The more ancient odes were written about epic characters and events. The Romantics (Keats, Shelley) wrote odes about elements of nature (Nightingales, Seasons) which provided a means for them to consider transcendent experiences. In this poem, Neruda is praising a very simple, common thing: his socks. He describes them in terms not usually associated with socks: as "knitted with threads of twilight" (or dusk, depending upon the translation). Twilight (dusk) is the transition from day to night, when there is still a glow from the sun which has just set. That is to say, the socks were formed by this mysterious glow that exists between two times: night and day.
His feet are "honored" by these socks, as if the socks imbue his feet with life, becoming like "woolen fish" and "blackbirds" with the power of canons. He is humbled by these gifts (from Maru Mori) and feels that his feet are not worthy. This poem has all the form and language of an epic ode, but is about socks. And there is a reason for this.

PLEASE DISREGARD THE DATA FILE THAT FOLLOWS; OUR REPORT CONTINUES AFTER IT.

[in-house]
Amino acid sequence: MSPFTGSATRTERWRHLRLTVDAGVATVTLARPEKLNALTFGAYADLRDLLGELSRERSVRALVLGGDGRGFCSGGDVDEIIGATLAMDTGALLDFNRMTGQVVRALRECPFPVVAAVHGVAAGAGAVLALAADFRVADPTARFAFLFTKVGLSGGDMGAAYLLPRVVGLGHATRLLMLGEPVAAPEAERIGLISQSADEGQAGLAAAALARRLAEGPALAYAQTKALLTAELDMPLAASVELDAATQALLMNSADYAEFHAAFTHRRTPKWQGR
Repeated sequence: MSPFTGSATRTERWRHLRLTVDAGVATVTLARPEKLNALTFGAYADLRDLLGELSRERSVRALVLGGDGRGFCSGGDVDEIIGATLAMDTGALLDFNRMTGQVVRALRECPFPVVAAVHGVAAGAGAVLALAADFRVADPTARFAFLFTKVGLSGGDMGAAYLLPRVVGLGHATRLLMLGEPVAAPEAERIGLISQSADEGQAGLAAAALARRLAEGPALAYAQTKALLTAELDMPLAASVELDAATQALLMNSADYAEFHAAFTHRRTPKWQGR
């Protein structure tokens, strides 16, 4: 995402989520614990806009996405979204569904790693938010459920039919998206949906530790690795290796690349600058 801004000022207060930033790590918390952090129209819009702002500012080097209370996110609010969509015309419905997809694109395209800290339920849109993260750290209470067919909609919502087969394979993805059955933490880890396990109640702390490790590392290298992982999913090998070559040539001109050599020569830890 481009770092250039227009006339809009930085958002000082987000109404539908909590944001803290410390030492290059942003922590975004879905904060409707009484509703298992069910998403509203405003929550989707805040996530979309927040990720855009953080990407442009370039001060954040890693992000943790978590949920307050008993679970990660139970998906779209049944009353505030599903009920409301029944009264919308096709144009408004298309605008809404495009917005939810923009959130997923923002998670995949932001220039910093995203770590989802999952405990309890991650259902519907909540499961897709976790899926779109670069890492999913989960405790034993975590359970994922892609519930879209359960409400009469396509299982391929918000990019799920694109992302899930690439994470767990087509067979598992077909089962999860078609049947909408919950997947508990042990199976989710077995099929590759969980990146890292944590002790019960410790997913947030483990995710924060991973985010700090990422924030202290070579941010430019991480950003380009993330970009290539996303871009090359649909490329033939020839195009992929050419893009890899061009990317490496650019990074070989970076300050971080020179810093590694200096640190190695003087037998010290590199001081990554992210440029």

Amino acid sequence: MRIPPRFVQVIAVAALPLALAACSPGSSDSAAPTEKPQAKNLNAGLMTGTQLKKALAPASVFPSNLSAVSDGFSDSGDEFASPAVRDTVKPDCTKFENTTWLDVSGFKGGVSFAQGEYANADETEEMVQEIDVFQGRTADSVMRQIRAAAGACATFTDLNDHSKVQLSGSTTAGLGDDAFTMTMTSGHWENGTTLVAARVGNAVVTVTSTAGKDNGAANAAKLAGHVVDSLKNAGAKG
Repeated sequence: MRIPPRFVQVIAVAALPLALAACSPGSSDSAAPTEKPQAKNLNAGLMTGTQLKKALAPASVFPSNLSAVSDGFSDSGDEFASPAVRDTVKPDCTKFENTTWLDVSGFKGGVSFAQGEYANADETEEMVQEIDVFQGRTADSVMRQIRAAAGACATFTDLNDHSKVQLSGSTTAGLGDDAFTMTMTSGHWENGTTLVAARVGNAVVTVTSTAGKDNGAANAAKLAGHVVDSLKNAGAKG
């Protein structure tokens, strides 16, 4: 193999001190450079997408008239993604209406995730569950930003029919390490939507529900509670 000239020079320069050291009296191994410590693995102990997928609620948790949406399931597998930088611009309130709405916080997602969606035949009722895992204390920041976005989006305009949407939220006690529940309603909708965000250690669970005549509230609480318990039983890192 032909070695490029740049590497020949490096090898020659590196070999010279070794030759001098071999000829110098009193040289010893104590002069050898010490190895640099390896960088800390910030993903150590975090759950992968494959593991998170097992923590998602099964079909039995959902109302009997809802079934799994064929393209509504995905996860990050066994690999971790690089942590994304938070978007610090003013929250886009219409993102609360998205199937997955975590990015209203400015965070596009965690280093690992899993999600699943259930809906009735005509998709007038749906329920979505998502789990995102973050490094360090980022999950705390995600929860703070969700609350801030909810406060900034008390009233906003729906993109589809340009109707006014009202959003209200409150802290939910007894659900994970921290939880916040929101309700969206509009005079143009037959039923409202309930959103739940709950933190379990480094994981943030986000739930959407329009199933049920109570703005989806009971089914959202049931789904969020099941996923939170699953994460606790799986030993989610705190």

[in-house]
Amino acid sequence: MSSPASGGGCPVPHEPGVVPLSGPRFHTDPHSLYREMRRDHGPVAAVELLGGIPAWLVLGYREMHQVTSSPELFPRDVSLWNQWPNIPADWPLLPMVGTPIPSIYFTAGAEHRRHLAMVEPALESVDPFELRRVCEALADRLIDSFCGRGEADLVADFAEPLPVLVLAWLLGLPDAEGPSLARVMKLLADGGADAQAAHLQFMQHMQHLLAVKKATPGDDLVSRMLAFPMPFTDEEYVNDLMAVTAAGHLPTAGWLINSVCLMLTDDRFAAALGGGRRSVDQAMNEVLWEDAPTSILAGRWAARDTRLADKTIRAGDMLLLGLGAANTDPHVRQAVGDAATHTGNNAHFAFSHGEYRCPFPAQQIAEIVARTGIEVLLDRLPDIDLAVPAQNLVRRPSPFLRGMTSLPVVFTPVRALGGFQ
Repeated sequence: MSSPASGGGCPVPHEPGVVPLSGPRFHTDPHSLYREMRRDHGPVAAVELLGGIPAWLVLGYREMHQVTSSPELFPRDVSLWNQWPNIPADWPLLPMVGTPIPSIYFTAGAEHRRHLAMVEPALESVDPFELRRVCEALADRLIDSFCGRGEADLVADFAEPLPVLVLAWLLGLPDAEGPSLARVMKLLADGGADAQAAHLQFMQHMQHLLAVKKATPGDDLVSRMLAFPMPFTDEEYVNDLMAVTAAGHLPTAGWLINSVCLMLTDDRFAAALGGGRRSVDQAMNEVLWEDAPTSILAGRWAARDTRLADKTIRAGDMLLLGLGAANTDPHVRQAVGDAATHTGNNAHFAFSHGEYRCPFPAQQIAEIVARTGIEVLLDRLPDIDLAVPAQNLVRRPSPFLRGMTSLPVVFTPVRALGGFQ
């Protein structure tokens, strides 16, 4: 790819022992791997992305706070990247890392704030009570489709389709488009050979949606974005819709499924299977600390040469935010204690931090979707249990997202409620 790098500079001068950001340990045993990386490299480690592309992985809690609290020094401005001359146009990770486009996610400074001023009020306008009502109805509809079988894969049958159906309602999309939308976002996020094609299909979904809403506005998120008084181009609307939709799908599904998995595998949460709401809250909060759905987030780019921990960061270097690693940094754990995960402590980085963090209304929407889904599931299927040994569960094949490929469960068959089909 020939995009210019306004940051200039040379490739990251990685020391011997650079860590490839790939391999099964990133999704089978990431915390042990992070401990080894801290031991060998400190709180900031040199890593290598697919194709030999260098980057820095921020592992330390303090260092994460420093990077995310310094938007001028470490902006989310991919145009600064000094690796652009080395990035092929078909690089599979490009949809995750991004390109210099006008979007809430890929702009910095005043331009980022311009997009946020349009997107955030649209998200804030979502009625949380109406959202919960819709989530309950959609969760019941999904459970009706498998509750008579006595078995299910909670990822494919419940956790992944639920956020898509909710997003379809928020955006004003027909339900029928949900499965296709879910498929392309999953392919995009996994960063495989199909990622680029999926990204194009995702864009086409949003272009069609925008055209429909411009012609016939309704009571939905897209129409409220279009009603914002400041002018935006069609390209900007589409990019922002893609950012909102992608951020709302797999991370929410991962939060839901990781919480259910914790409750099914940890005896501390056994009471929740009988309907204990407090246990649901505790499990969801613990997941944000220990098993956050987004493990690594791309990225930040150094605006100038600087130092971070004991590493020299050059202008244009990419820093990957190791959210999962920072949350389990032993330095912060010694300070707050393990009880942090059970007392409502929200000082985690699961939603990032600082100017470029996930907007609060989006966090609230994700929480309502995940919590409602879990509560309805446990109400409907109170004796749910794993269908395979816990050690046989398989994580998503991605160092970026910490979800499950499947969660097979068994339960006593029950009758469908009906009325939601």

The speaker (Neruda) clarifies that he will not keep the socks like some Holy Grail or some object in a museum. That is, he will not treat them like some sacred object that is worth only what it symbolizes. He resists treating them like captured fireflies, like the "sacred documents" of scholars, or like animals in a "golden cage." This is not an ode to some object that is "objectified" and praised only for its symbolism or outward appearance. This is an ode to something that is useful every day. In comparing his socks to these sacred objects, the speaker concludes that his socks are twice as valuable as those sacred things:
what is good is doubly
when it's a matter of two
The literal meaning is that they are doubly good because there are two of them. But they are also doubly good, twice as good as, say, a sacred object because they are practical and symbolic of warmth, and generosity (being gifts). This is a poem about finding the extraordinary in the ordinary. Neruda celebrates the beauty of the utility of his socks.